According to Sports Authority’s VP of E-Commerce: “We do see these people come through the checkout [lines]. I think there is still the question in terms of incrementally—is this actually an additional sale? But with the user base being young and pretty tech-savvy, which is an attractive user base, you have to believe that at least some of those are new customers”

Shopkick executives state that the additional traffic is real and valuable. The company claims one of its largest and more committed retail partners has already shown $50M incremental sales due to Shopkick. Individual campaigns show that when a store doubles the kicks per walk-in, next week traffic sees increase in Shopkick users from 50 to 100%.

The market seems to agree… Wall Street Journal elected Shopkick as one of the top 10 apps in 2010 and relevant retailers like BestBuy moved quickly from trials to national roll-out. Some even see it as a platform to become the largest shopping rewards network in the world.

Other questions managers will have to answer as the business scales include:

  • What is the right balance between value to users and value to retailers? For example sorting out free-loaders that collect points by entering stores in their way to work or male users scanning barcodes of women’s fashion magazines.
  • Where to fall in balancing the value of exclusive contracts against the potential network effects and risk of providing blank spaces that invite competition.
  • Where to fall in balancing the trade-offs between signing restrictive and discounted contracts with large retailers vs. depend longer on external capital that will dilute founders’ equity stakes.
  • Can this model be profitable in smaller retailers? Is this kind of advertisement too sophisticated for this public? What kind of subsidies can the company afford in order to bring them on board? (e.g. the CEO has announced the intension to provide the technology for free to increase adoption among smaller retailers)

Additional sources of value:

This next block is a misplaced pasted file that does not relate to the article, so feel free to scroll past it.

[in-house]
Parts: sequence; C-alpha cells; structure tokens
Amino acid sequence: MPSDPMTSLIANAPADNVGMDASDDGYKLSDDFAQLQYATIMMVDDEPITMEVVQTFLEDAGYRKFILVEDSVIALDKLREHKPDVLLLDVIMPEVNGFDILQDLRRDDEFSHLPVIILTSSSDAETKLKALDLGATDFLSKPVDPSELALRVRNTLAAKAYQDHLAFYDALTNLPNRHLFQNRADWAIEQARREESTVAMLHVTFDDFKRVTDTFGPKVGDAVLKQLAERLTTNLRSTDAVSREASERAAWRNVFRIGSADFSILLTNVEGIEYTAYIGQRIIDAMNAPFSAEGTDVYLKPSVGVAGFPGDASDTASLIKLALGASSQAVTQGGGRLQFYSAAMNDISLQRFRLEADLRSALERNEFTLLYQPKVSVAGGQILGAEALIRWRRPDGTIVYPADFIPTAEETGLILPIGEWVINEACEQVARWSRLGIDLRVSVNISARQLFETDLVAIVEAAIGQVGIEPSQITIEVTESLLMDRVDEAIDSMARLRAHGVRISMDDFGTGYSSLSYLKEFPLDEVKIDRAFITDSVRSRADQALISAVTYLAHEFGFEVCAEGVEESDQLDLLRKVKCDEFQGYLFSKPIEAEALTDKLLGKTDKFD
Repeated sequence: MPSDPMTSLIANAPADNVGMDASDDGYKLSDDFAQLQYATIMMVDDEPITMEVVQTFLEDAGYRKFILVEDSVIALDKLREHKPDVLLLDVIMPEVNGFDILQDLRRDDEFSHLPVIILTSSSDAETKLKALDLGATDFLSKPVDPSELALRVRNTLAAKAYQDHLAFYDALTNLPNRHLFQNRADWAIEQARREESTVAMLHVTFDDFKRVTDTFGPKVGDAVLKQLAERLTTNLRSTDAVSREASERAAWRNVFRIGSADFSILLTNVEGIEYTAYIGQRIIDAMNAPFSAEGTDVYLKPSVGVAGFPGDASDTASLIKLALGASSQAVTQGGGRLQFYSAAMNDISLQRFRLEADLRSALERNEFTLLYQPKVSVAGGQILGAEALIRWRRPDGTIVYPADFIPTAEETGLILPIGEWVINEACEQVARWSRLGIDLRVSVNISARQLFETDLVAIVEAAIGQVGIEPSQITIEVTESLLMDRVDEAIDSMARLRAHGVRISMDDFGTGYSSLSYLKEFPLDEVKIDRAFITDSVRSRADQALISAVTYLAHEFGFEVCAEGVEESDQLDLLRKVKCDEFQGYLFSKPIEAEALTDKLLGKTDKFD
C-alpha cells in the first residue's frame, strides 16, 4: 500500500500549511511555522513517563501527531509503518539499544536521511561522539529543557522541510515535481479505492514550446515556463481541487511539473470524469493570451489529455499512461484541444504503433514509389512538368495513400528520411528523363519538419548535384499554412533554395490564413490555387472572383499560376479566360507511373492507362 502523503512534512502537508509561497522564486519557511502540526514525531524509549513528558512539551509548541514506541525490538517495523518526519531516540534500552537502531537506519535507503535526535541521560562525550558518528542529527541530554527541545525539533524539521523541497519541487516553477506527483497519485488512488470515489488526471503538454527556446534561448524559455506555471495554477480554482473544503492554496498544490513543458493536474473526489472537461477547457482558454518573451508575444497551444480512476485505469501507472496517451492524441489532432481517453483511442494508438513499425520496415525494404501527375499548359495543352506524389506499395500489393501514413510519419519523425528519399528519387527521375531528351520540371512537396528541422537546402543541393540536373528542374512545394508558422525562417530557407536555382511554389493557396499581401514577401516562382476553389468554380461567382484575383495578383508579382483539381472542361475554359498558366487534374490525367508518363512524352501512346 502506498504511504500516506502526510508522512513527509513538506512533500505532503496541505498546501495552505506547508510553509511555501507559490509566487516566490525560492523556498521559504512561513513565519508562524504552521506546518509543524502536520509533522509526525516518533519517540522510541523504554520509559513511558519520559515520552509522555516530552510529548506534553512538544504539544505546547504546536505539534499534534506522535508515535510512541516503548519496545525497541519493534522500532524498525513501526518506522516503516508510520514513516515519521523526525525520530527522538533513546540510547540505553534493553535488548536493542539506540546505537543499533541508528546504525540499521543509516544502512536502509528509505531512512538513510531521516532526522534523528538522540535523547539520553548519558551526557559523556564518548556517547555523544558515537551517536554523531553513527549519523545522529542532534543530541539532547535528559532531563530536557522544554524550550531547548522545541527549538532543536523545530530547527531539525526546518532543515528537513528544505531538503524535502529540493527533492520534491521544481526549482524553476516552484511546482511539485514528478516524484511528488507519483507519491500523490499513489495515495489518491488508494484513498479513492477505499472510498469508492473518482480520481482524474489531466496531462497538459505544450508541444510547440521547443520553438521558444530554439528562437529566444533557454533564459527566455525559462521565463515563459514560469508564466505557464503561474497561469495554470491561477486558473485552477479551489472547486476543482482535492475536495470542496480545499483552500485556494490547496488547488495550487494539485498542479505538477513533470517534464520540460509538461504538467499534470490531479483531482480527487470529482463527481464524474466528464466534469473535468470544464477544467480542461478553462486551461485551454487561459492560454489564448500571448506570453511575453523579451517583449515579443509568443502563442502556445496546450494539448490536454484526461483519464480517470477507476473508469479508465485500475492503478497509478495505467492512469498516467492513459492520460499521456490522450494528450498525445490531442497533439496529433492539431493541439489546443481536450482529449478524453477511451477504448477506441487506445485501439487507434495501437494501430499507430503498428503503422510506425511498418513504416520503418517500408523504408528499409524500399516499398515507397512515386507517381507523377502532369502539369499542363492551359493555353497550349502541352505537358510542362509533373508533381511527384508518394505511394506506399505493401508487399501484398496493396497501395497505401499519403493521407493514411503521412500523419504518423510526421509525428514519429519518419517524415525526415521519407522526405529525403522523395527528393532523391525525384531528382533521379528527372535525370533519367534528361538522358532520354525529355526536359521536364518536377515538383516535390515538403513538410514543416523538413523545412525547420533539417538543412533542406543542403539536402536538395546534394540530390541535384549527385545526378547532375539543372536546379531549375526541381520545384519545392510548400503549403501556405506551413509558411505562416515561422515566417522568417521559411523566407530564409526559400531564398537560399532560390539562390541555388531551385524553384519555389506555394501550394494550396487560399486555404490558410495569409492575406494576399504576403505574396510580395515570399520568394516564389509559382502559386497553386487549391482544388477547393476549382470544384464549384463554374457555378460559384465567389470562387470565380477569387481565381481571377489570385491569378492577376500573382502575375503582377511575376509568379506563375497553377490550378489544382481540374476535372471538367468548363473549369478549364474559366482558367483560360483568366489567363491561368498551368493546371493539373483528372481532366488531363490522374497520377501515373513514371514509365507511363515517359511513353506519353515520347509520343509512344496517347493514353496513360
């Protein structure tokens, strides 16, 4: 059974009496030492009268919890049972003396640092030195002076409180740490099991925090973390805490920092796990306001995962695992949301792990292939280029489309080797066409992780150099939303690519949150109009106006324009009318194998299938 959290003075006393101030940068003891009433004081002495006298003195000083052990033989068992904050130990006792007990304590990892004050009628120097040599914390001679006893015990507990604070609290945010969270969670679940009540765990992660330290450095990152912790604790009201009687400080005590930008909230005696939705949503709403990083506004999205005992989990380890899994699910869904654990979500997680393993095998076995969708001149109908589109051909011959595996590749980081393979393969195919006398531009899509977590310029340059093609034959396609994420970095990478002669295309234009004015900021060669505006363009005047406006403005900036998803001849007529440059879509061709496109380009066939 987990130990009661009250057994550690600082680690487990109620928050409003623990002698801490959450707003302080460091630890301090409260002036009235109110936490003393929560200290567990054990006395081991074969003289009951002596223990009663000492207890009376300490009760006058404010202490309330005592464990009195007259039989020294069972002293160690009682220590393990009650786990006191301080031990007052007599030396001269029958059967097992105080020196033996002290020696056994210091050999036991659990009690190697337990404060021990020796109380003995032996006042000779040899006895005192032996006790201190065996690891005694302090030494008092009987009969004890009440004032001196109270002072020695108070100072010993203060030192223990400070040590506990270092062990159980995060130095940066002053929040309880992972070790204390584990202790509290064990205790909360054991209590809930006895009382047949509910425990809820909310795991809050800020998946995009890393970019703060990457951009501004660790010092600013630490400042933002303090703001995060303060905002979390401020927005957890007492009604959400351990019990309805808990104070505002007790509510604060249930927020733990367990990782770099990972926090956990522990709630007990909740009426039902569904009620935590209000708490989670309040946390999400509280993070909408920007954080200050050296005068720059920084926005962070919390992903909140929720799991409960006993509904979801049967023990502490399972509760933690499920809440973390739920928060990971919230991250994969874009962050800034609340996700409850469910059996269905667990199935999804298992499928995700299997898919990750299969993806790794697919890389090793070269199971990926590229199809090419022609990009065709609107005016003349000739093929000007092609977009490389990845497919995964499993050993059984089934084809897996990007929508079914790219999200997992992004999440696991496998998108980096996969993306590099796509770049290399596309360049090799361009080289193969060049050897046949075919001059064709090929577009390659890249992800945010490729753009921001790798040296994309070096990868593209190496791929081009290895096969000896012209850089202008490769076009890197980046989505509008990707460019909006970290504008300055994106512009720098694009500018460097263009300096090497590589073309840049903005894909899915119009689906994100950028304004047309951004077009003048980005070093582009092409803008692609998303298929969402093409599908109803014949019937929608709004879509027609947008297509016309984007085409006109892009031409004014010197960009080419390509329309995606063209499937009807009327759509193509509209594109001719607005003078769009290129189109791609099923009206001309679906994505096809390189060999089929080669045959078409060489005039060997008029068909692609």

I am particularly bullish about the concept and believe there are two additional sources of value that can make Shopkick even more successful as it scales.

First, the opportunity to send consumer-personalized advertisement the moment a consumer enters a store or the moment a consumer scans a bar-code, which could dramatically increase the efficiency of ad and promotional dollars.

Second, focus even more strongly on Brands to capture “trade-marketing” budget. Shopkick rewards for scanning products is a very strong tool for product introduction, inviting customers to see innovation the moment they enter stores. Additionally, larger retailers have squeezed manufacturer’s margins due to the negotiating power of the scarcity of good shelf space. Millions of dollars in trademark budgets are spent to guarantee products have big displays in high shelves. Shopkick may be an alternative to that, guaranteeing brands that consumers will pick-up and consider their products despite the fact that retailers are increasingly auctioning visibility or reserving shelf-space to store-brands. Of course, striking the right balance between the value to retailers and the value to brands is a big challenge in capitalizing this opportunity.

Please contribute with comments regarding other sources of value and potential challenges/questions you believe the Shopkick business model will encounter in the future.